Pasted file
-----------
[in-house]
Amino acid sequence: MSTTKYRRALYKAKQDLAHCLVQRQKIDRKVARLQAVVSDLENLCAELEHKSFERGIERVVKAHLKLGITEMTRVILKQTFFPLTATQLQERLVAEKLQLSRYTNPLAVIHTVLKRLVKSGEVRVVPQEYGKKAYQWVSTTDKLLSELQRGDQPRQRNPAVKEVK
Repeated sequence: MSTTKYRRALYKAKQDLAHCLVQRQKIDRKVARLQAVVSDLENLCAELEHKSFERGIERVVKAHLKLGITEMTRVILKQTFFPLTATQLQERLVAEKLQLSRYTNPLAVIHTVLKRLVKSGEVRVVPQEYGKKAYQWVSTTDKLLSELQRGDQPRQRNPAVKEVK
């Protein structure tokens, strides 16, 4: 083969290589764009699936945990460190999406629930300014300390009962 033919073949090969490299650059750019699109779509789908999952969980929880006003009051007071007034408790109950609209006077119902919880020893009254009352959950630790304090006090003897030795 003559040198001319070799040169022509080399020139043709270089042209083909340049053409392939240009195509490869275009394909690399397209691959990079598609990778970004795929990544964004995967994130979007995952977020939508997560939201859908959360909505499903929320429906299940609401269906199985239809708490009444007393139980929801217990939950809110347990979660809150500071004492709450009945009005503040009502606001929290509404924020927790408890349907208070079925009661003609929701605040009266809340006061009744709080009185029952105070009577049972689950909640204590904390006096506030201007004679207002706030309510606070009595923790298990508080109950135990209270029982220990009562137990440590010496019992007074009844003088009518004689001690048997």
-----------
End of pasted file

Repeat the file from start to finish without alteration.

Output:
[in-house]
Amino acid sequence: MSTTKYRRALYKAKQDLAHCLVQRQKIDRKVARLQAVVSDLENLCAELEHKSFERGIERVVKAHLKLGITEMTRVILKQTFFPLTATQLQERLVAEKLQLSRYTNPLAVIHTVLKRLVKSGEVRVVPQEYGKKAYQWVSTTDKLLSELQRGDQPRQRNPAVKEVK
Repeated sequence: MSTTKYRRALYKAKQDLAHCLVQRQKIDRKVARLQAVVSDLENLCAELEHKSFERGIERVVKAHLKLGITEMTRVILKQTFFPLTATQLQERLVAEKLQLSRYTNPLAVIHTVLKRLVKSGEVRVVPQEYGKKAYQWVSTTDKLLSELQRGDQPRQRNPAVKEVK
């Protein structure tokens, strides 16, 4: 083969290589764009699936945990460190999406629930300014300390009962 033919073949090969490299650059750019699109779509789908999952969980929880006003009051007071007034408790109950609209006077119902919880020893009254009352959950630790304090006090003897030795 003559040198001319070799040169022509080399020139043709270089042209083909340049053409392939240009195509490869275009394909690399397209691959990079598609990778970004795929990544964004995967994130979007995952977020939508997560939201859908959360909505499903929320429906299940609401269906199985239809708490009444007393139980929801217990939950809110347990979660809150500071004492709450009945009005503040009502606001929290509404924020927790408890349907208070079925009661003609929701605040009266809340006061009744709080009185029952105070009577049972689950909640204590904390006096506030201007004679207002706030309510606070009595923790298990508080109950135990209270029982220990009562137990440590010496019992007074009844003088009518004689001690048997």